Generally I don’t have an interest in theater, front- or backstage, but the added magical element put The Backstagers in my reading realm. It was a good balance of adorable and creepy, both elements working well with each other. I loved the cast of characters and their (somewhat dysfunctional) dynamics. The McQueen brothers especially were entertainingly over the top. I want to learn more about the magic tunnels, and what happened to the 1987 backstagers.

Black Hammer, Vol 1: Secret Origins by Jeff Lemire and Dean Ormston
I love the story idea of a group of superheros transported to an alternate universe, and how they would cope with being stuck there. This volume was mostly set up and character backstories. I plan to keep reading this series because the set up at the end makes me want to learn more. What I didn’t like (and this is one of the main reasons I don’t read traditional superhero comics) was the illustration style. I have a really hard time getting past how faces are sketched out. There are too many random lines and it can be hard to determine what emotion the character’s facial expression is supposed to convey.

Down Among the Sticks and Bones by Seanan McGuire
This is the second time I’ve read Down Among the Sticks and Bones, and it is still an amazing read. McGuire has a wonderful cadence to her writing that lends to the fairy tale feel of the narrative. The subject matter is dark, but it is balanced with the flaws and dreams of Jack and Jill. They are broken and far from perfect, and I love that the story showcases that there is no one right way to be a girl.

Scythe by Neal Shusterman
I read Scythe last year for the Hub Challenge, and I listened to it this year for the challenge again. The story is suited to both formats. After reviewing what I wrote last year, I still agree with my thoughts on the enjoyment of watching Citra and Rowan learn about the rot that pervades scythedom, and how they decide to tackle it. Citra grew me this time, and I enjoy how both her and Rowan compliment each other in their approaches. She is definitely closer to the white hat side of the spectrum, but she is good at manipulating the system. I am looking forward to seeing how things progress in Thunderhead.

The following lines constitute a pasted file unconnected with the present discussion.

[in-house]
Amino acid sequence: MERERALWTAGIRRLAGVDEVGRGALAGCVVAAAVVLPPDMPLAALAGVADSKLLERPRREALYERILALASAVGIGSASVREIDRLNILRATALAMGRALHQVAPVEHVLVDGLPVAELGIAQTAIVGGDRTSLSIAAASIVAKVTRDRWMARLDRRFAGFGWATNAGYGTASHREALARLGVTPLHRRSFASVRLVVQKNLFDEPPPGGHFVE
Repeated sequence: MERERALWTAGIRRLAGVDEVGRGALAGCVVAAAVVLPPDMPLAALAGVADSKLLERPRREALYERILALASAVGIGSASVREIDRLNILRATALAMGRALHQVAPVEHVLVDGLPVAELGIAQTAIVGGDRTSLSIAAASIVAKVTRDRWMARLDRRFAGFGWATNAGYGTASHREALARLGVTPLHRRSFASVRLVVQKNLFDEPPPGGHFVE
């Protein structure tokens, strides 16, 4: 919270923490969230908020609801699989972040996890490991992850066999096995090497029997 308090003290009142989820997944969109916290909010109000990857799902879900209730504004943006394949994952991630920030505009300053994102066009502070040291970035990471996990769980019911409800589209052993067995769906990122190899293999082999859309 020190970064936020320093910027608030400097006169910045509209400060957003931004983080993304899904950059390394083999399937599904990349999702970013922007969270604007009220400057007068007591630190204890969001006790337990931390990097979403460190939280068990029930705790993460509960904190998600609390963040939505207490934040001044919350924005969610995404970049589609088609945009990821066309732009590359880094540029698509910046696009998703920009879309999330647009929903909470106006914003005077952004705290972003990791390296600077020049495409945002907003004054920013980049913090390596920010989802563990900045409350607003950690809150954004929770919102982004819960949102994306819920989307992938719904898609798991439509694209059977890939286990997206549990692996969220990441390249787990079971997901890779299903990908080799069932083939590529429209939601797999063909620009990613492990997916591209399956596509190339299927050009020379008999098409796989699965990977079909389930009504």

The Clockwork Dynasty by Daniel H. Wilson
This was a fairly fast read – it helped that the chapters were fairly short. I liked that the chapters alternated between the present (June and her initiation into the world of avtomats, and her quest to find a way to save them) and the past (Peter and Elena’s story from the 1700s forward). The story was enjoyable, though it felt like there were plot explanation holes.


Lighter Than My Shadow by Katie Green
Lighter Than My Shadow is definitely an uncomfortable read. Watching the adults in Green’s life fail her as she suffered from various eating disorders and sexual assault was hard. From the teenage perspective, I could relate because I had issues with food and regulation when I was in high school. It was so easy to go down that path because it was one of the few things I could control. From the perspective of a parent, I truly hope I never minimize and invalidate my children’s feelings and reactions the way her parents did. They were oblivious to how harmful their platitudes were. Both Green’s parents and doctors interacted with her only on a superficial level and didn’t really look at “Katie”.

Jonesy, Vol 1 by Sam Humphries and Caitlin Rose Boyle
I’m going to start with the fact that this is not a comic for me, and that I have zero interest in reading future volumes. I can see why it would appeal to readers, especially teenagers who feel like they are on the fringe of things, but I found Jonesy to be selfish, obnoxious, and fairly shallow. I couldn’t handle how annoying and spiteful she was.


**DNF** The Inexplicable Logic of My Life by Benjamin Alire Sáenz
I listened to about one hour before I had to DNF it. While the writing may have been lyrical on paper, it did not necessarily translate well to audio. The story was boring and felt monotone. I don’t know if this was due to the narrator or the writing, but I had a hard time listening.